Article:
I think it might be useful to start a list of lessons I’ve learned by doing things the wrong way. I know I’ll remember these lessons the next time around, and hopefully if you hear my story, you will too.
Lesson #1: Don’t plant things haphazardly.
Emmett and I were desperate. It was June, remember, and we were facing a gigantic nothing of a small farm. So our mission, which we chose to accept, was to get things in the ground. Potatoes? Pronto! Tomatoes? Toss ’em in. Beans, and maybe more beans, and maybe… more beans. Oh, and cukes, and quinoa, and chard and kale, and beets and radishes, and salad…. better get some squash in the ground…
We threw things in the ground ASAP, not quite randomly, but not quite carefully, either. We did think, I promise. We just didn’t think far enough ahead.
In this way, the tomatoes ended up just two rows from the salad bed. The salad bed is watered with misters that spray out very fine droplets of water, which are caught by the wind, which usually blows towards the tomatoes, which don’t like being wet.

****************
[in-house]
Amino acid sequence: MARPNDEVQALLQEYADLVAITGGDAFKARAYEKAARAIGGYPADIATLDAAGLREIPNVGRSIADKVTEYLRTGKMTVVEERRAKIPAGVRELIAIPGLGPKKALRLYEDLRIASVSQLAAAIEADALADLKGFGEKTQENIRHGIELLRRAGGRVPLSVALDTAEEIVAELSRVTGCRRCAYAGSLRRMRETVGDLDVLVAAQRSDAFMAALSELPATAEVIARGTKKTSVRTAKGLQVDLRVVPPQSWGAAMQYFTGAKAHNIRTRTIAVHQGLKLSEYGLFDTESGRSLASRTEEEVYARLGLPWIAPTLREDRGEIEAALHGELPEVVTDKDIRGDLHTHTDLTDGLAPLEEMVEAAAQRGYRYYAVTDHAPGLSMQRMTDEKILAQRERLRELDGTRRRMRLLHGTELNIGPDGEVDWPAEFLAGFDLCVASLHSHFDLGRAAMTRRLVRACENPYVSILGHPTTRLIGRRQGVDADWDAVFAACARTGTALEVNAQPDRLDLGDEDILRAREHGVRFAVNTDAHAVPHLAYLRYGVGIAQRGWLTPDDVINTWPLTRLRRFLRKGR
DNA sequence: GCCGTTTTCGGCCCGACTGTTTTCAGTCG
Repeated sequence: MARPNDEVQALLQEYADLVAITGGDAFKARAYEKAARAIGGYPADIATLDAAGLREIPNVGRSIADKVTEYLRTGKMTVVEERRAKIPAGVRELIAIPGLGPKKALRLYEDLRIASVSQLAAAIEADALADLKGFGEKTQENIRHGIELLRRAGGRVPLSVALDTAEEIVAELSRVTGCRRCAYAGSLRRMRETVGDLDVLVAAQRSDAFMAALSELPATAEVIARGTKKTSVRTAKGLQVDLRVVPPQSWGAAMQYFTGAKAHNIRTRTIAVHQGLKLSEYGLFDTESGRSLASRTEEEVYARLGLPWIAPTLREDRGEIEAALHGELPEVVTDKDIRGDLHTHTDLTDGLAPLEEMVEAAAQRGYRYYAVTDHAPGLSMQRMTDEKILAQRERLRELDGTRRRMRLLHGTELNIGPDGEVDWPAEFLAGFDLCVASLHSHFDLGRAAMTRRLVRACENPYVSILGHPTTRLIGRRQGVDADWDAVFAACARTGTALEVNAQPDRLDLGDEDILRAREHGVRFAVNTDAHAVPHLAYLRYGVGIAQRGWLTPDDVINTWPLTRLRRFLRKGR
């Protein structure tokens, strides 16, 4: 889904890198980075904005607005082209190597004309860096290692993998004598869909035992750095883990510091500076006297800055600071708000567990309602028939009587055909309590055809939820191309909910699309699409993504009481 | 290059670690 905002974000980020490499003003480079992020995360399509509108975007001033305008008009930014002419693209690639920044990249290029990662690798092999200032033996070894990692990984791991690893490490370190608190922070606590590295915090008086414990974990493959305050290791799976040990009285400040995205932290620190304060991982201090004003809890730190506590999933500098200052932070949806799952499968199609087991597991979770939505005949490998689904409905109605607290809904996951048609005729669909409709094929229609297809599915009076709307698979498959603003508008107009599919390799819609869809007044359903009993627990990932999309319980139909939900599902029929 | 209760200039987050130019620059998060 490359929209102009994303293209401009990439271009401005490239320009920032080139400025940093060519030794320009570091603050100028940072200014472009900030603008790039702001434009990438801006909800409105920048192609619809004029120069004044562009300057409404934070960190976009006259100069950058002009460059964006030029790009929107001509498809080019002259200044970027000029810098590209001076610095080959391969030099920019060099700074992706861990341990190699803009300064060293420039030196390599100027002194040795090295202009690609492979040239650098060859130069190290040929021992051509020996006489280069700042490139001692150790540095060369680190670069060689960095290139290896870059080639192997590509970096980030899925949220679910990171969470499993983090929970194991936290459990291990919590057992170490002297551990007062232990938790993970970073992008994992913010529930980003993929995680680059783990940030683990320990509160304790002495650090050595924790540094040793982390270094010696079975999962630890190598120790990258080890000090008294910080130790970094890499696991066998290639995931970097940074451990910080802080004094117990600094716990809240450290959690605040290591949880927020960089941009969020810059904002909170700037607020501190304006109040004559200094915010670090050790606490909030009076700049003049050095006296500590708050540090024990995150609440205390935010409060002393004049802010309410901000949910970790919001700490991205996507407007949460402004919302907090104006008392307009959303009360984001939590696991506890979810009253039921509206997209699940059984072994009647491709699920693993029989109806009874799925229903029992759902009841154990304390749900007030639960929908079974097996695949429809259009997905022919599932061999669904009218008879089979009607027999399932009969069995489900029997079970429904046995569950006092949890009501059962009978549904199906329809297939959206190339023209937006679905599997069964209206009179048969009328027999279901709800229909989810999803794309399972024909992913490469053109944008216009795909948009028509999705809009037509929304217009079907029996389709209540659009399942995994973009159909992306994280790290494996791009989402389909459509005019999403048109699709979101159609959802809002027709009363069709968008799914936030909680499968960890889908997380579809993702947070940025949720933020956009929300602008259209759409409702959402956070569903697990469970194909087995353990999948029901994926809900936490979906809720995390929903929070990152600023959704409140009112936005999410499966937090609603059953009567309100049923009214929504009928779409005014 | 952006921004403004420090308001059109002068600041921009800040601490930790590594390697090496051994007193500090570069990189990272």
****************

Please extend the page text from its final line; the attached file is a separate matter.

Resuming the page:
In this way, the pole beans ended up next to the tomatoes. It wasn’t a problem when the beans were 1-foot-tall little darlings trying mightily to fend off cucumber beetles. Now that they have become 10-foot-tall monsters, they are casting long shadows on the tomatoes, which like sun. (On the bright side, they block some of the water from the misters. Small comfort.)
In this way, the squash are encroaching on the peppers, the cucumbers are being stepped on because they’re on the front section of a main row, and I practically trip on the ditch that is the potato row (which deserves a ‘ways not to farm’ post of its own–stay tuned) every time I try to get to the cilantro or parsley.
As a sidenote, the problems I’ve encountered have given me creative ideas for the future. How about using beans as a shade for a salad bed? You could even trellis them into an arch just above head-height, so you’d have shade on the salad even at high noon, and you could pick the beans fairly easily, too. And that salad mister could be put to good use: next time, I’ll stick some water-loving plants next to the salad bed. Like arugula, or spinach, or kale or chard — not tomatoes.